The ongoing war in Ukraine has had far and wide reaching consequences for African countries that rely on Russian and Ukrainian wheat, maize and fuel imports.
Multiple analysts said the disproportionate ripple effects of the war have hampered post Covid 19 pandemic efforts to resuscitate industry and commerce crippled by two years of subdued capacity utilisation.
Speaking in Parliament last week, the Minister of Finance and Economic Development, Mthuli Ncube said: “We are faced with a challenging global crisis emanating from the Russia-Ukraine conflict which erupted on 24 February 2022.
“This is in addition to our own historical challenges of sustained periods of economic imbalances, in particular, the twin deficits of fiscal and current account.”
Imported inflation, emanating from the adverse impact of the Russia-Ukraine war, has ravaged Zimbabwe economy. Zimbabwe’s annual inflation for the month of November is 255%.
African economies have also been ravaged. “The war in Ukraine has revealed Africa’s weakness. We have the biggest share of arable land compared to other continents but we still rely heavily on food imports from other parts of the world. One way that Africa can strengthen its resilience is to increase budgeting and invest in agriculture both at government and private sector level.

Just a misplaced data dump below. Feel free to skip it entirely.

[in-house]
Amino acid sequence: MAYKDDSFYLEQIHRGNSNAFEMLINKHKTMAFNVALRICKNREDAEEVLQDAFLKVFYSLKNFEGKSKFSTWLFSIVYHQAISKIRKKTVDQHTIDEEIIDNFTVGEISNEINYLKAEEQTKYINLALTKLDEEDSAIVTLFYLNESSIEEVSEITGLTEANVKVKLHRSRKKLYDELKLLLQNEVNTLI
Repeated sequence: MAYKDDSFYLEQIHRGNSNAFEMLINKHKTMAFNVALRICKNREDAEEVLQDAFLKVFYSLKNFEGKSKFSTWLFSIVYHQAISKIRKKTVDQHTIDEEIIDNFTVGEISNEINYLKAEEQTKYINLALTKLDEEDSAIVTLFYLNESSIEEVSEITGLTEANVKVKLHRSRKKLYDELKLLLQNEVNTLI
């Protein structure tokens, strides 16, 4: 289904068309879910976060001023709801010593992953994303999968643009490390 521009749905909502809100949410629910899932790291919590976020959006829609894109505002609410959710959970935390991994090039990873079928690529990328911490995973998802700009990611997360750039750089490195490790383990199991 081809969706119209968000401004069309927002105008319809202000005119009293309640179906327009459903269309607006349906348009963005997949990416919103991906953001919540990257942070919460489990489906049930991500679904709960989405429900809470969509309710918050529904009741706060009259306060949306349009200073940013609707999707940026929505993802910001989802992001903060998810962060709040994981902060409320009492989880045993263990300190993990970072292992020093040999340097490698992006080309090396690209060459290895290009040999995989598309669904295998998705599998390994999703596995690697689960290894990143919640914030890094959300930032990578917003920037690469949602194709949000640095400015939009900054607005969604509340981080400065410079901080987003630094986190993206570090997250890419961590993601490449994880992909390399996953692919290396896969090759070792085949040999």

“We need to increase regional food production and remove trade barriers between and among African countries. Equally we need renewable energy such as solar and wind and move away from imported fossil fuels,” Zanzibari Pan African political economist Ismail Jussa Ladhu said.
“If the African Continental Free Trade Agreement was adopted, implemented and fully operationalised by member states, the burden of individual countries importing food and fuel would be reduced.
“There would be improved inter- and intra-regional collaboration, the efficient movement of people, goods and services would eliminate heavy taxing and duty, thereby removing trade and economic silos.
“Countries with more industrial capabilities would produce renewable energy for the rest of the continent while those with agricultural prowess would produce for those with limited production capacity.